WAUSAU, Wis.-Wausau Hospital, which soon could find itself competing against the formidable Marshfield (Wis.) Clinic, is planning a new $3.2 million cancer center. Construction on the 14,000-square-foot facility is expected to begin in the fall, and it should be occupied in 1998. The 257-bed hospital in central Wisconsin is northeast of Marshfield Clinic. The clinic, which operates its own regional cancer center, recently announced an agreement to acquire a 70-physician clinic in Wausau (March 10, p. 28). The Federal Trade Commission is reviewing the deal.
WEST BEND, Wis.-St. Joseph's Community Hospital has opened a $1.4 million subacute-care unit on its third floor in partnership with a county-owned nursing home, Samaritan Health Center. The unit is one of a dozen opened recently or in the planning stages in southeastern Wisconsin, according to the Milwaukee Business Journal. The 23-bed unit will compete against a subacute-care unit run by Cedar Lakes Campus, a long-term-care provider in the area
ST. LOUIS-Washington University has started a new master's program in business administration for working healthcare professionals. It's offered to physicians, clinicians and other healthcare managers with at least seven years' professional experience. Classes begin this August and meet every second weekend for 21 months. The program, a joint effort of the Olin School of Business and the school of medicine, will be limited to 60 participants. It will include management courses in finance, marketing, accounting, organizational behavior, services operations and information management, in the context of healthcare issues such as managed care, clinical protocols, disease management and strategic alliances.
FARGO, N.D.-A new psychiatric hospital for children has added inpatient services. Children's Psychiatric Hospital, founded by several Fargo psychiatrists, opened last November. It has offered partial hospitalization services for psychiatric and substance-abuse problems. The new inpatient service replaced a Dakota Heartland Health System program on April 1. "We are proud to return ownership control of our services to the local community," said hospital President Emmet Kenney.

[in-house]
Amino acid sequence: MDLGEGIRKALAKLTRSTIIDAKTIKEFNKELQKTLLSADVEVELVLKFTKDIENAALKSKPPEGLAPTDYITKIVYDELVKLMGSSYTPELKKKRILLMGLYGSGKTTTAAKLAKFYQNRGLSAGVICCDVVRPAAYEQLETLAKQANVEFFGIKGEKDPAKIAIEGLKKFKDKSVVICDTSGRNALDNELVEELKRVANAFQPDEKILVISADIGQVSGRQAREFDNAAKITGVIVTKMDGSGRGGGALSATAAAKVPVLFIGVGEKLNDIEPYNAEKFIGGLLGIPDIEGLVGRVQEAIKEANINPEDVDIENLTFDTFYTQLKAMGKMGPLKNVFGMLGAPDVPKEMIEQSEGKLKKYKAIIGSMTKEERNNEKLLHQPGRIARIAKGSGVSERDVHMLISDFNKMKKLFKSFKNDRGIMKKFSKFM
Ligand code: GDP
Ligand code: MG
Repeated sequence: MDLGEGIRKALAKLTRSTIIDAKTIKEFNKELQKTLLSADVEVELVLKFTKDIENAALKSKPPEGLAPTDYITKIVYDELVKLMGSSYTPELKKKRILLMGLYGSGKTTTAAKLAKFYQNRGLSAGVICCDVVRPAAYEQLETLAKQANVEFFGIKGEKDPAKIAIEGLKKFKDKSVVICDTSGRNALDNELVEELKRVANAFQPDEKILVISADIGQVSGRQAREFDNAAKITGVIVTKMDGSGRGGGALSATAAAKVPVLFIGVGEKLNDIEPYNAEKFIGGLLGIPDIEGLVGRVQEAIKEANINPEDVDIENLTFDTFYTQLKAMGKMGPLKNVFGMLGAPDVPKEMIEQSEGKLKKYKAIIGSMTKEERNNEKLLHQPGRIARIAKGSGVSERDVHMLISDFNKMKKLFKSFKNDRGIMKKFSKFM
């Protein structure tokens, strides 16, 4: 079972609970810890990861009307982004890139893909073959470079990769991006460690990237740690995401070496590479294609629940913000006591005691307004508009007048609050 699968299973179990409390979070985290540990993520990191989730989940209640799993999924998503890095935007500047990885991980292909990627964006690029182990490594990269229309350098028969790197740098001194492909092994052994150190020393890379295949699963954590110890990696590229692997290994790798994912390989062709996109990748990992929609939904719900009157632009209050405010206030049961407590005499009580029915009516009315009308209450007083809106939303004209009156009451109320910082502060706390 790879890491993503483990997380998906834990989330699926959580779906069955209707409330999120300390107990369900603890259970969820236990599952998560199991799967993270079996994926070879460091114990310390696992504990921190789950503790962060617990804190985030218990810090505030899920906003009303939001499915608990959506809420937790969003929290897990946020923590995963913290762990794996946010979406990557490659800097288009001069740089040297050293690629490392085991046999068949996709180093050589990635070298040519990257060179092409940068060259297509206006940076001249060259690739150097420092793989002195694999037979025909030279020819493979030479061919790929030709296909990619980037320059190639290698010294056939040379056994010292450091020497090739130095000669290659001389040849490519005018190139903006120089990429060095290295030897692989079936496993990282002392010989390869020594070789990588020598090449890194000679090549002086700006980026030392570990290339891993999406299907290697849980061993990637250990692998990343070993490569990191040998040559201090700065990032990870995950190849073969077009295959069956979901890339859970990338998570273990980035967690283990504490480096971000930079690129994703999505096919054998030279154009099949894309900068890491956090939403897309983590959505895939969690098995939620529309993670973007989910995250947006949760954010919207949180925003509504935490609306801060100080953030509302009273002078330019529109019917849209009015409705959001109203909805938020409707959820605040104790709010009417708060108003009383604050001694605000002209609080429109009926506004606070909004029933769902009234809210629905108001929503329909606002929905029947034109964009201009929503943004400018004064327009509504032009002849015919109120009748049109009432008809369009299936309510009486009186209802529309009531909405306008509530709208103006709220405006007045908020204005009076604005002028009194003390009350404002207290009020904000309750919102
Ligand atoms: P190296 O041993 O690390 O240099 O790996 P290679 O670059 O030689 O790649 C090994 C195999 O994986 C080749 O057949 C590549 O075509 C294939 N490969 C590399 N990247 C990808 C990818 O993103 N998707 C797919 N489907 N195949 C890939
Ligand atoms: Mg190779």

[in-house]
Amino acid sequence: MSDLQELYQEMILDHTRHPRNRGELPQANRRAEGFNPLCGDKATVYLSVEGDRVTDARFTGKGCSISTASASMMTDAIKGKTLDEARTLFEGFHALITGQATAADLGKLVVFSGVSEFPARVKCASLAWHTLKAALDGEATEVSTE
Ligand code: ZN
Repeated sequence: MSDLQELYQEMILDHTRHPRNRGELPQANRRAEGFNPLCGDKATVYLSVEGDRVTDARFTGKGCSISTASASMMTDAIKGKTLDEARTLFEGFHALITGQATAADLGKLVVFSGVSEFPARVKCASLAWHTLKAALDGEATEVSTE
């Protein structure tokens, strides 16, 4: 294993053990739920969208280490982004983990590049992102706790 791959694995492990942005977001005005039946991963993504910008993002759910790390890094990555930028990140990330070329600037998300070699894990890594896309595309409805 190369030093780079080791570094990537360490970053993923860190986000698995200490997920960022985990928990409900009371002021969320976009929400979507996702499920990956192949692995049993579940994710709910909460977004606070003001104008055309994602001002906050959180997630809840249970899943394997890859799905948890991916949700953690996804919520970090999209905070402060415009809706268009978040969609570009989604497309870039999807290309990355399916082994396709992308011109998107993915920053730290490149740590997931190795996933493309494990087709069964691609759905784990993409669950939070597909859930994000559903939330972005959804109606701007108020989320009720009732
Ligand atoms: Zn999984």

MILWAUKEE-Ministry Health Care officially became the name of Sisters of Sorrowful Mother Ministry Corp. last month. The Milwaukee-based company operates eight hospitals in Wisconsin and eastern Minnesota. Sister Lois Bush, its chief executive officer, said the name better reflects the diversity of employees at the corporation but still emphasizes its religious ties and mission.
LINCOLN, Neb.-Lancaster County commissioners settled a tax-penalty disagreement with Bryan Memorial Hospital by assessing the hospital a $1,200 penalty. Bryan incurred tax penalties after failing to file a dozen tax-exempt forms on time in 1996. Hospital officials claimed the forms were lost by a mailing service. County Board Chairwoman Linda Steinman said the commissioners decided to settle with the hospital because they heard a legislative bill that would limit the amount a county can collect for missing tax-exempt filing deadlines likely will pass. The Legislature's Revenue Committee has made the bill a priority. Steinman said the limit would be set at $100 for each month missed. She said none of the 12 filings Bryan missed was late by more than a month. She said the state Tax Equalization Review Committee was scheduled to take up the Bryan tax penalty issue shortly. Bryan fought a 10% tax penalty proposed by County Assessor Norm Agena. It also disputed the assessed value of some of the hospital's land and buildings. At one point, Agena estimated Bryan's assessed valuation at $111 million. Hospital officials said it was closer to $54 million.
ST. PAUL, Minn.-The Minnesota Health Care Commission, which has advised legislators and administrators on healthcare policy, is recommending its own demise. A lack of consensus on healthcare cost containment and universal insurance coverage make it difficult for the group to continue, according to a letter to Gov. Arne Carlson and several legislators involved in healthcare. "Without this consensus, the commission found it difficult to do its work and make a contribution," Chairman John Gunyou said. Commission members recommend the group dissolve by July 1. The 5-year-old group, which includes representatives of consumers, employers, health plans, unions and state agencies, had been a forum for key players in the state's healthcare system. One of the commission's major achievements has been the MinnesotaCare program, a state-subsidized program providing healthcare coverage to nearly 100,000 low-income workers and their children. The program has exceeded expectations and is expected to accumulate a surplus of more than $300 million by summer 1999. A bill in the Legislature would abolish the commission this year.